While Tokyo was a Japanese city that absorbed South Korean students, Osaka was a place where South Korean laborers flocked to. In 1925, the city had 34,311 South Korean workers, which amounted to 25.1 percent of the total number of South Korean laborers in Japan (136,709).
Yet, labor environment was immensely poor. South Korean laborers earned less than their Japanese counterparts due to discrimination against colonials. In the 1930s, their daily wage was one yen and 22 jeon on average, nearly half the amount Japanese workers received (two yen and five jeon).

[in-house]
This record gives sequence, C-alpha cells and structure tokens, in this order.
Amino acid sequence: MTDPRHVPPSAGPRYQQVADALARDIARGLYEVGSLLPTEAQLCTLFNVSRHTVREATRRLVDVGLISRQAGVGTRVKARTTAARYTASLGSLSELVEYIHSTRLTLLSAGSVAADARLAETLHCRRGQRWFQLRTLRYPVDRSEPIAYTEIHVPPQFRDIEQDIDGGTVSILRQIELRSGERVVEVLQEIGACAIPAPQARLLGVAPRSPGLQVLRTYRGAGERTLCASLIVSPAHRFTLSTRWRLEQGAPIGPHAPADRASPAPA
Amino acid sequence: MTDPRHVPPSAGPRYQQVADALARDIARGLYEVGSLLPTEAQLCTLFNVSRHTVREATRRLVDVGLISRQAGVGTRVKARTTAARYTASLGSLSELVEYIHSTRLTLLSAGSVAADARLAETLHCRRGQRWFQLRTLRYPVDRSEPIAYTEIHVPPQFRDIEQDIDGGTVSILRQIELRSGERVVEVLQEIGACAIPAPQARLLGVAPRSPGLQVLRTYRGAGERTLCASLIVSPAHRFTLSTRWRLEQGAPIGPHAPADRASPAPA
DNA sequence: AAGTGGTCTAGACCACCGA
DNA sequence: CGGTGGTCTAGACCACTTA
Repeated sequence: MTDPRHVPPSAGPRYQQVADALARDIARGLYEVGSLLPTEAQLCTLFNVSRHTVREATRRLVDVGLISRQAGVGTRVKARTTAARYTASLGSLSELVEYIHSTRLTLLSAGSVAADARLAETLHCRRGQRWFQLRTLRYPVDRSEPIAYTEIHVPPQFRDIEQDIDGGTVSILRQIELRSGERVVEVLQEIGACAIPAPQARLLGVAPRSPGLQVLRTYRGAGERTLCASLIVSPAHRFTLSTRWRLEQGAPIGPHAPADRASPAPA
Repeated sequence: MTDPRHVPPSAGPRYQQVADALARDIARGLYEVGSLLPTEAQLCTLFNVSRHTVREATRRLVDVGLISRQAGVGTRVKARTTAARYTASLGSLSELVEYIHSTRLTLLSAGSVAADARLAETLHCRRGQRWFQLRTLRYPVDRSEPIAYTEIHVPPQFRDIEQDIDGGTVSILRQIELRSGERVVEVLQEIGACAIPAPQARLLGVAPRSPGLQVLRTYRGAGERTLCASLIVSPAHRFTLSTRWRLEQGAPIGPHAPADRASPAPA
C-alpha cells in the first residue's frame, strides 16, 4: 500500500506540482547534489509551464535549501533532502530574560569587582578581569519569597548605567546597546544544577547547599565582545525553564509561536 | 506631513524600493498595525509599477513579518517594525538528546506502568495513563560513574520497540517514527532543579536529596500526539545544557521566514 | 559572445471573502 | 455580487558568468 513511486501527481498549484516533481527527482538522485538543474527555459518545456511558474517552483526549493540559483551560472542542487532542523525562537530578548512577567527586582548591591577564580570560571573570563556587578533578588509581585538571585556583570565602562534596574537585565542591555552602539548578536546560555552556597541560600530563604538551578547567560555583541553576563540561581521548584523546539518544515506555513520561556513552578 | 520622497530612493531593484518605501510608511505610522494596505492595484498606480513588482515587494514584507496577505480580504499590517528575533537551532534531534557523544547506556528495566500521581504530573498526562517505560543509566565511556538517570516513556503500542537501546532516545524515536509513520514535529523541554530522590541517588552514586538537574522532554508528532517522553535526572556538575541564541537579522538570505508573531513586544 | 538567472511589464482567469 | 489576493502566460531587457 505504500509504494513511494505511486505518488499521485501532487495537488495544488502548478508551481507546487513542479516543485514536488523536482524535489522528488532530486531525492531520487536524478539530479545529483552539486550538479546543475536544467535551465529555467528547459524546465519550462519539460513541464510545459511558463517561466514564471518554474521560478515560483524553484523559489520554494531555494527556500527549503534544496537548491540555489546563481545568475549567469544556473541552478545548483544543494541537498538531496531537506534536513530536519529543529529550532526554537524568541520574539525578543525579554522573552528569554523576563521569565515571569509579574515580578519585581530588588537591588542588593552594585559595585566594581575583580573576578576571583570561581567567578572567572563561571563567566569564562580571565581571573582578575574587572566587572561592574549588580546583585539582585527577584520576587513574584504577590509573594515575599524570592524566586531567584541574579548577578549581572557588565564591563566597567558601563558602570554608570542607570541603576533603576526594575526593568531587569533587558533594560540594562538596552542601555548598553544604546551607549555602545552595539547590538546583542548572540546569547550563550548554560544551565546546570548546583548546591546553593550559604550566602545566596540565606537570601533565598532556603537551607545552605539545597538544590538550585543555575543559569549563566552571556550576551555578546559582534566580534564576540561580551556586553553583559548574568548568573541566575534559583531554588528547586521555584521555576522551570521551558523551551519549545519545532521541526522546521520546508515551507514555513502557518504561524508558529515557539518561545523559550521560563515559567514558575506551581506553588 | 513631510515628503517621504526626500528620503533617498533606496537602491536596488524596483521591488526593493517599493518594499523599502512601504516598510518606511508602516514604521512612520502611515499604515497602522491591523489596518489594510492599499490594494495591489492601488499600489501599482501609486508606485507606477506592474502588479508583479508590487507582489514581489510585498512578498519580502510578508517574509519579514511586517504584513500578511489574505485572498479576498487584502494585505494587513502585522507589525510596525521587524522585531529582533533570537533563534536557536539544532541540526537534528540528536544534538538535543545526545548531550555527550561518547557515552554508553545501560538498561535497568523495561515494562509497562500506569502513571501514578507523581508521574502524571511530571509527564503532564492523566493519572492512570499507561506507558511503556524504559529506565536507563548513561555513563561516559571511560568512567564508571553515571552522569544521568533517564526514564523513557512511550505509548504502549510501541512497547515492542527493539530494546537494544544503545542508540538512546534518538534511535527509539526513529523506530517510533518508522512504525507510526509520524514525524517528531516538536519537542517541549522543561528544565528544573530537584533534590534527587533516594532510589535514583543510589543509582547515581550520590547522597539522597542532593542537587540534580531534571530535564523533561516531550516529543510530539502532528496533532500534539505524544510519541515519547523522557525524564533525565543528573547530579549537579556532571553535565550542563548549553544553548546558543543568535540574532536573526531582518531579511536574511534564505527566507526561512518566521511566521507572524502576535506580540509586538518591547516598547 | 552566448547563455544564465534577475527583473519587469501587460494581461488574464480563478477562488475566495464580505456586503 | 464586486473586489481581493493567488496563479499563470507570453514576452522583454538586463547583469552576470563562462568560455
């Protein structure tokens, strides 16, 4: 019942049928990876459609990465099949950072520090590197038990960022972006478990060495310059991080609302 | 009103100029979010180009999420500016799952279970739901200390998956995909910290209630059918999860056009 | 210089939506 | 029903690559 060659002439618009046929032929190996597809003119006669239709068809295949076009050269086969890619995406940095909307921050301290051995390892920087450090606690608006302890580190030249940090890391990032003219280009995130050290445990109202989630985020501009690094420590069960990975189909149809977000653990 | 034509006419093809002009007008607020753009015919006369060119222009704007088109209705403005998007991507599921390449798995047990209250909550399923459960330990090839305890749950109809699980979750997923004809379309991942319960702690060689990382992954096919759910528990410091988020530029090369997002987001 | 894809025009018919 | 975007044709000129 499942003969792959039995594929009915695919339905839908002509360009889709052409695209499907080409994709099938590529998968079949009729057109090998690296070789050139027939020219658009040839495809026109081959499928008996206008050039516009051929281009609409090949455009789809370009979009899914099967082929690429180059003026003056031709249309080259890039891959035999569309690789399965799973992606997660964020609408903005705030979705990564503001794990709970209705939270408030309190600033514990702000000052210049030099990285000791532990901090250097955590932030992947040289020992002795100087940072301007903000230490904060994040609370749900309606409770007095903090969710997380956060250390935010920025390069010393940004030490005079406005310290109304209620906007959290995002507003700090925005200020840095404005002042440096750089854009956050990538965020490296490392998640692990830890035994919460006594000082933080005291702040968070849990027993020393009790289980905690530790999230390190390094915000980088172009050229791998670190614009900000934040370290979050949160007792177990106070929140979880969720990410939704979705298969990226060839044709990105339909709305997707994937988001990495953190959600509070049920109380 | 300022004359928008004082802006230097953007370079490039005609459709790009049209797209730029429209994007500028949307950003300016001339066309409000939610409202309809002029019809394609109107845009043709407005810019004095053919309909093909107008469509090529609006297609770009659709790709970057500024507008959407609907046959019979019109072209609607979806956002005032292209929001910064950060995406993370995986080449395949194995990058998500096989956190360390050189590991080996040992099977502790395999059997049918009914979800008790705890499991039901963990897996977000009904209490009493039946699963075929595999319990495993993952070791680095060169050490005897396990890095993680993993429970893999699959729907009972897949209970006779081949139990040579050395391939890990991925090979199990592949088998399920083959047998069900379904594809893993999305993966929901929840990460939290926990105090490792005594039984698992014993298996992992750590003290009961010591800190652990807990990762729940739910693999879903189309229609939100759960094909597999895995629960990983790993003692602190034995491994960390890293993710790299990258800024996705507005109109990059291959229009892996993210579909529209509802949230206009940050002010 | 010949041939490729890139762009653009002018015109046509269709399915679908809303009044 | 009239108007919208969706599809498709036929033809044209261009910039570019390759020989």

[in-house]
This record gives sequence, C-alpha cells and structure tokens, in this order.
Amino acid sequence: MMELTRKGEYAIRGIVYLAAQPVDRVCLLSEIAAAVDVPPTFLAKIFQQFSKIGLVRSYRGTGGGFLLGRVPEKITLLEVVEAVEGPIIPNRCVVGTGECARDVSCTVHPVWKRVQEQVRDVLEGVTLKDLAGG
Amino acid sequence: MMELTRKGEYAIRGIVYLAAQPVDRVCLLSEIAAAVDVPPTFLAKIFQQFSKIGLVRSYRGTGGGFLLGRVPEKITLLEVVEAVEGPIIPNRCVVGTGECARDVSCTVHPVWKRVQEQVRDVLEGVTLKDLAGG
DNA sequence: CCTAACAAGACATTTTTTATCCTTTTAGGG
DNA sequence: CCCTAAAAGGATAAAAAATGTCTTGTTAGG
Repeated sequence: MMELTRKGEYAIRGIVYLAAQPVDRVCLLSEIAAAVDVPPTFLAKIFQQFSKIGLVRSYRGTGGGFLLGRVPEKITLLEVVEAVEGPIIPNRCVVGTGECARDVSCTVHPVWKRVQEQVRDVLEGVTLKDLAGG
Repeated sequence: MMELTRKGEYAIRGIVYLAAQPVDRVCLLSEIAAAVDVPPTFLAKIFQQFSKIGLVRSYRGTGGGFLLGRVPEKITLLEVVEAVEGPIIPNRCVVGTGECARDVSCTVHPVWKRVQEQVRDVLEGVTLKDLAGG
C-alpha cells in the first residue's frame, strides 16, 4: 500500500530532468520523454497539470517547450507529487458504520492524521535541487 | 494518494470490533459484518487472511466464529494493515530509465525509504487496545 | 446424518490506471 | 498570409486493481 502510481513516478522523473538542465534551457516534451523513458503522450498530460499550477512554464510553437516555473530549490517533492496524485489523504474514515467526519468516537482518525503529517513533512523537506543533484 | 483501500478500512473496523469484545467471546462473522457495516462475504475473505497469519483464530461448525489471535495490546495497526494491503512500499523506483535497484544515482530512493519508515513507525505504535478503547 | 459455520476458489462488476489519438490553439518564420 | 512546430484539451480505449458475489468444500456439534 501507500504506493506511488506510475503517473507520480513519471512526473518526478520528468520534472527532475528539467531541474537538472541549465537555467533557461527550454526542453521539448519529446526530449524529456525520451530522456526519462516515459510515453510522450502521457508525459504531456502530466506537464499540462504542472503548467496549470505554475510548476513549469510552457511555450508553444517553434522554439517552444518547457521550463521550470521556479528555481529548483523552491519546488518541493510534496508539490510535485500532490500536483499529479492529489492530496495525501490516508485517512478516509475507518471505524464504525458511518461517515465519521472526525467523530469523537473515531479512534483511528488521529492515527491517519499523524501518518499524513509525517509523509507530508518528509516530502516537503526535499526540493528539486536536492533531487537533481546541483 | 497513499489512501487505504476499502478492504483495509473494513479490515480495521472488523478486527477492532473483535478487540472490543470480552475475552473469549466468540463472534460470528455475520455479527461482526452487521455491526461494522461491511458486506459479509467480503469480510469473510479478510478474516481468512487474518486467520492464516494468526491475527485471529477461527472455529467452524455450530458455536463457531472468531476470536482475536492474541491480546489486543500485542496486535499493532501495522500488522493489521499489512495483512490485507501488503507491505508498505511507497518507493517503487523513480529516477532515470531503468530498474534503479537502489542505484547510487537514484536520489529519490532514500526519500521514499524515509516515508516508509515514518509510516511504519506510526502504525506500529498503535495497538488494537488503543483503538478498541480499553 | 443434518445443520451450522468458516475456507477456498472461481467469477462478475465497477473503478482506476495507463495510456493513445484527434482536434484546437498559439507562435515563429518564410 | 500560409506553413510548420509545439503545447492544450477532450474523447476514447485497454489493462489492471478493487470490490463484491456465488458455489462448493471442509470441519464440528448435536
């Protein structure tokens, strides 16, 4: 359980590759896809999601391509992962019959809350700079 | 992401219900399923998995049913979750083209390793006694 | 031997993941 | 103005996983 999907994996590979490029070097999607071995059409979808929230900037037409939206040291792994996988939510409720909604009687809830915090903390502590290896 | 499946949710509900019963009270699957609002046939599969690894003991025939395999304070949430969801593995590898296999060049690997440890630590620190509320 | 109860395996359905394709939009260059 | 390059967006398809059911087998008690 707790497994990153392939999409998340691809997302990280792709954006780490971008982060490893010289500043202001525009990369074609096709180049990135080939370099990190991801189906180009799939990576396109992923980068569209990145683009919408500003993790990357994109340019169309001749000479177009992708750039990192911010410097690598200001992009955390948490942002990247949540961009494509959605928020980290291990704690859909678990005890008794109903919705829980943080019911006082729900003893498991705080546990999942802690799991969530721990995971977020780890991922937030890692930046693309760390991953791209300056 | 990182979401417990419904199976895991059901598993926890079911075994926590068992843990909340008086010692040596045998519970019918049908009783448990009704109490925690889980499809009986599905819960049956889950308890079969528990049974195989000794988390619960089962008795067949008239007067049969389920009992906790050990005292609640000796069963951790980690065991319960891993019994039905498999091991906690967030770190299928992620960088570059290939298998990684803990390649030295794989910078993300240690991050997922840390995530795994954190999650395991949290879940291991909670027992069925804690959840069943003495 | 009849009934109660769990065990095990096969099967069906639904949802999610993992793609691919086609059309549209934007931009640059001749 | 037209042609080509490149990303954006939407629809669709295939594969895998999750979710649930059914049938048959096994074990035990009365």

In 1919, South Korean laborers residing in Japan started to stage labor strikes with increased frequency. Korean miners’ walkout, which was held in Fukushima’s coal mines three months after Yeom Sang-seop’s attempted rebellion, is believed to have been affected by the March 1st Movement.
The Tennoji Park, which had been the place of revolt in Yeom’s plot, became site where South Koreans living in Osaka frequently held anti-Japanese rallies including the ones commemorating four events, namely the March 1st Movement, the National Humiliation Day, the Kanto Massacre, and the Labor Day, as well as protests against oppression of the Japanese Governor-General of Korea. In particular, a rally against Japan’s tyranny, which was participated by around 4,000 people in the park on June 1, 1927, lit the fuse of anti-Japanese campaigns across Tokyo and other regions.
Dong-Ki Sung firstname.lastname@example.org